The future of the nuclear industry reconsidered: Risks, uncertainties, and continued promise
Skeptics point out, with some justification, that the nuclear industry's prospects were dimmed by escalating costs long before Fukushima. If history is any guide, one direct consequence of the calamity in Japan will be more stringent safety requirements and regulatory delays that will inevitably increase the costs of nuclear power and further undermine its economic viability. For nuclear power to play a major role in meeting the future global energy needs and mitigating the threat of climate change, the hazards of another Fukushima and the construction delays and costs escalation that have plagued the industry will have to be substantially reduced. One promising direction for nuclear development might be to downsize reactors from the gigawatt scale to less-complex smaller units that are more affordable. Small modular reactors (SMRs) are scalable nuclear power plant designs that promise to reduce investment risks through incremental capacity expansion; become more standardized and reduce costs through accelerated learning effects; and address concerns about catastrophic events, since they contain substantially smaller radioactive inventory. Given their lower capital requirements and small size, which makes them suitable for small electric grids, SMRs can more effectively address the energy needs of small developing countries.
If you experience problems downloading a file, check if you have the proper application to view it first. In case of further problems read the IDEAS help page. Note that these files are not on the IDEAS site. Please be patient as the files may be large.
As the access to this document is restricted, you may want to look for a different version under "Related research" (further below) or search for a different version of it.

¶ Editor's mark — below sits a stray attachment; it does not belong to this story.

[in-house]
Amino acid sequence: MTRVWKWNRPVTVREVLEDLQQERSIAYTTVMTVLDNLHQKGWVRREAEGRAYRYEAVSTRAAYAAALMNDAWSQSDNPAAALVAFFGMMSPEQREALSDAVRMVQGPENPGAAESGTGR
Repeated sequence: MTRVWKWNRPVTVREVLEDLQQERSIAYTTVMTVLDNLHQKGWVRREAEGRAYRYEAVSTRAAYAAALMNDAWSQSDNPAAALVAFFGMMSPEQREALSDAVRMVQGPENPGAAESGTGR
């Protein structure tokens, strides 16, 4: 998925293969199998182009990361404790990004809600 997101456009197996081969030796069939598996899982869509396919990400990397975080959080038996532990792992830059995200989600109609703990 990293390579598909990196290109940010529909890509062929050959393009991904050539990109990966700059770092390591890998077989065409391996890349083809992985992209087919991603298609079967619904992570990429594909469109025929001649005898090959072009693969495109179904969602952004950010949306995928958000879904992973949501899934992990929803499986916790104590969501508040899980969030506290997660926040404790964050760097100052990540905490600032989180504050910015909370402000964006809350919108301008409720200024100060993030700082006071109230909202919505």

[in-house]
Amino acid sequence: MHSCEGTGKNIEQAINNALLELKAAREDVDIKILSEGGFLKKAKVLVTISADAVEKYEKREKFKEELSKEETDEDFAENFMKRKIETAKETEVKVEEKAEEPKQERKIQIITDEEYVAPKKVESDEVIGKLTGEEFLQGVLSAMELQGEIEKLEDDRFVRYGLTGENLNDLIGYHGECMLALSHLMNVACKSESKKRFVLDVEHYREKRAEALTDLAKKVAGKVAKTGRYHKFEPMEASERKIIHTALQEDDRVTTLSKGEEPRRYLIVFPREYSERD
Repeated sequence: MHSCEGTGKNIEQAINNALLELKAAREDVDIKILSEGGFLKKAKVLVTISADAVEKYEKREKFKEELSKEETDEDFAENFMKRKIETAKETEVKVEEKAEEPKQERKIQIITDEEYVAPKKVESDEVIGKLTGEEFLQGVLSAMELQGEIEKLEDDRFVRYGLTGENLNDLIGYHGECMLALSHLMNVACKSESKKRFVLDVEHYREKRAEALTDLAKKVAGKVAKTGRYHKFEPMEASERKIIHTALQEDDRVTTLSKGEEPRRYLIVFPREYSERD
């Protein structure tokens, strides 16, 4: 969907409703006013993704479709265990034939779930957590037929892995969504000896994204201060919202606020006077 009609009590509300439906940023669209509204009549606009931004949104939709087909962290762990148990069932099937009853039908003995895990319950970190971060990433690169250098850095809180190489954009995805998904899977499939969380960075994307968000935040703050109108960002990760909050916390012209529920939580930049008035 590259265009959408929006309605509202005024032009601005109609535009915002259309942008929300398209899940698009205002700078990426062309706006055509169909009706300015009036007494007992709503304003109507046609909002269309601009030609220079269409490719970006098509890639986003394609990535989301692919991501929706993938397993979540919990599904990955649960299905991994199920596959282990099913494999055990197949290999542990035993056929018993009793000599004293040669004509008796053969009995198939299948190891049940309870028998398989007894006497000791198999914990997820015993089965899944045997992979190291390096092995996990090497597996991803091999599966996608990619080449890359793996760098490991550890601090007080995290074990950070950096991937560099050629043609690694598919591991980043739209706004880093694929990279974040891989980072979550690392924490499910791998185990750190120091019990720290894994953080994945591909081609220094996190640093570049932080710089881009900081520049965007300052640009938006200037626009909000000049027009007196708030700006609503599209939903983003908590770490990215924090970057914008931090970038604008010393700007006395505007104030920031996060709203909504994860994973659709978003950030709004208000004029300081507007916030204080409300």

References listed on IDEAS
Please report citation or reference errors to , or , if you are the registered author of the cited work, log in to your RePEc Author Service profile, click on "citations" and make appropriate adjustments.:
- Grubler, Arnulf, 2010. "The costs of the French nuclear scale-up: A case of negative learning by doing," Energy Policy, Elsevier, vol. 38(9), pages 5174-5188, September.
- Bob Van der Zwaan, 2008. "Prospects for nuclear energy in Europe," International Journal of Global Energy Issues, Inderscience Enterprises Ltd, vol. 30(1/2/3/4), pages 102-121.
- Ioannis N. Kessides, 2010. "Nuclear Power and Sustainable Energy Policy: Promises and Perils," World Bank Research Observer, World Bank Group, vol. 25(2), pages 323-362, August.
- McCabe, Mark J, 1996. "Principals, Agents, and the Learning Curve: The Case of Steam-Electric Power Plant Design and Construction," Journal of Industrial Economics, Wiley Blackwell, vol. 44(4), pages 357-375, December.
- Jamasb, T. & Köhler, J., 2007. "Learning Curves For Energy Technology and Policy Analysis: A Critical Assessment," Cambridge Working Papers in Economics 0752, Faculty of Economics, University of Cambridge.
- -, 2010. "Cambio climático: una perspectiva regional," Coediciones, Naciones Unidas Comisión Económica para América Latina y el Caribe (CEPAL), number 1405 edited by Cepal, June.
- Martin B. Zimmerman, 1982. "Learning Effects and the Commercialization of New Energy Technologies: The Case of Nuclear Power," Bell Journal of Economics, The RAND Corporation, vol. 13(2), pages 297-310, Autumn.
- Xiaoling Zhang & Martin Skitmore & Yuzhe Wu & Kunhui Ye, 2010. "A regional construction R&D evaluation system for China," Construction Management and Economics, Taylor & Francis Journals, vol. 28(12), pages 1287-1300.
When requesting a correction, please mention this item's handle: RePEc:eee:enepol:v:48:y:2012:i:c:p:185-208. See general information about how to correct material in RePEc.
For technical questions regarding this item, or to correct its authors, title, abstract, bibliographic or download information, contact: (Dana Niculescu)
If you have authored this item and are not yet registered with RePEc, we encourage you to do it here. This allows to link your profile to this item. It also allows you to accept potential citations to this item that we are uncertain about.
If references are entirely missing, you can add them using this form.
If the full references list an item that is present in RePEc, but the system did not link to it, you can help with this form.
If you know of missing items citing this one, you can help us creating those links by adding the relevant references in the same way as above, for each refering item. If you are a registered author of this item, you may also want to check the "citations" tab in your profile, as there may be some citations waiting for confirmation.
Please note that corrections may take a couple of weeks to filter through the various RePEc services.